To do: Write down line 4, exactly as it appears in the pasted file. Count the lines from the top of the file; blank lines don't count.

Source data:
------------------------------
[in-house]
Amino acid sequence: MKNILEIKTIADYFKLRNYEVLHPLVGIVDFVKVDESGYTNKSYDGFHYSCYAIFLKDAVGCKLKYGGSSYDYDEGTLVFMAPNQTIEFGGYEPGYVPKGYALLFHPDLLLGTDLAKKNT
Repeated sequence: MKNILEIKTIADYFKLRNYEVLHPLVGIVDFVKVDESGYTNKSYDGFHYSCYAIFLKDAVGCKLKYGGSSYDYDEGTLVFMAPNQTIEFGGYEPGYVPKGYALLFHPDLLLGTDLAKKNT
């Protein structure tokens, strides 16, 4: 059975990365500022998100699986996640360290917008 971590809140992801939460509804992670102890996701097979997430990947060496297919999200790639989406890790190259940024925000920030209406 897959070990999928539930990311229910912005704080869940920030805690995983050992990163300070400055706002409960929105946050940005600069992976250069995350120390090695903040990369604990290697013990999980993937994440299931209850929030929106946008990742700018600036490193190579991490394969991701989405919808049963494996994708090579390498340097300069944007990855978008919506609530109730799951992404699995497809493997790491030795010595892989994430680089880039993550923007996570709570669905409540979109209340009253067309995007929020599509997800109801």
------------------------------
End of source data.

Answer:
């Protein structure tokens, strides 16, 4: 059975990365500022998100699986996640360290917008 971590809140992801939460509804992670102890996701097979997430990947060496297919999200790639989406890790190259940024925000920030209406 897959070990999928539930990311229910912005704080869940920030805690995983050992990163300070400055706002409960929105946050940005600069992976250069995350120390090695903040990369604990290697013990999980993937994440299931209850929030929106946008990742700018600036490193190579991490394969991701989405919808049963494996994708090579390498340097300069944007990855978008919506609530109730799951992404699995497809493997790491030795010595892989994430680089880039993550923007996570709570669905409540979109209340009253067309995007929020599509997800109801």